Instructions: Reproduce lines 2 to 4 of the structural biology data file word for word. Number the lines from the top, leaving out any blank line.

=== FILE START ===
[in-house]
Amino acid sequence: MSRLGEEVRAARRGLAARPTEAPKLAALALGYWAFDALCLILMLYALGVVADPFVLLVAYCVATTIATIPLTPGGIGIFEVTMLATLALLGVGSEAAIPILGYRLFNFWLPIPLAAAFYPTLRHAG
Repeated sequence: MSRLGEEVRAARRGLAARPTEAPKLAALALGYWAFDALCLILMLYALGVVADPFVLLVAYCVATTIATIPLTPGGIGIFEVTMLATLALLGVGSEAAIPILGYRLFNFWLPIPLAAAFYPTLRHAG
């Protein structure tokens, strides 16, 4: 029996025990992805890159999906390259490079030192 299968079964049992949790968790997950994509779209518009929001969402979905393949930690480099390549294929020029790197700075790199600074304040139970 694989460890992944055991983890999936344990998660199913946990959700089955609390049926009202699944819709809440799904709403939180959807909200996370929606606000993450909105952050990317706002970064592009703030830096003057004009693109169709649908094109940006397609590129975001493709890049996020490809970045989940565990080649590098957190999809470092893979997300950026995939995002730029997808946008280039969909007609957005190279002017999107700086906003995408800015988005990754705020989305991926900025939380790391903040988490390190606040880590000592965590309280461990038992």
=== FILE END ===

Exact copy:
Amino acid sequence: MSRLGEEVRAARRGLAARPTEAPKLAALALGYWAFDALCLILMLYALGVVADPFVLLVAYCVATTIATIPLTPGGIGIFEVTMLATLALLGVGSEAAIPILGYRLFNFWLPIPLAAAFYPTLRHAG
Repeated sequence: MSRLGEEVRAARRGLAARPTEAPKLAALALGYWAFDALCLILMLYALGVVADPFVLLVAYCVATTIATIPLTPGGIGIFEVTMLATLALLGVGSEAAIPILGYRLFNFWLPIPLAAAFYPTLRHAG
């Protein structure tokens, strides 16, 4: 029996025990992805890159999906390259490079030192 299968079964049992949790968790997950994509779209518009929001969402979905393949930690480099390549294929020029790197700075790199600074304040139970 694989460890992944055991983890999936344990998660199913946990959700089955609390049926009202699944819709809440799904709403939180959807909200996370929606606000993450909105952050990317706002970064592009703030830096003057004009693109169709649908094109940006397609590129975001493709890049996020490809970045989940565990080649590098957190999809470092893979997300950026995939995002730029997808946008280039969909007609957005190279002017999107700086906003995408800015988005990754705020989305991926900025939380790391903040988490390190606040880590000592965590309280461990038992």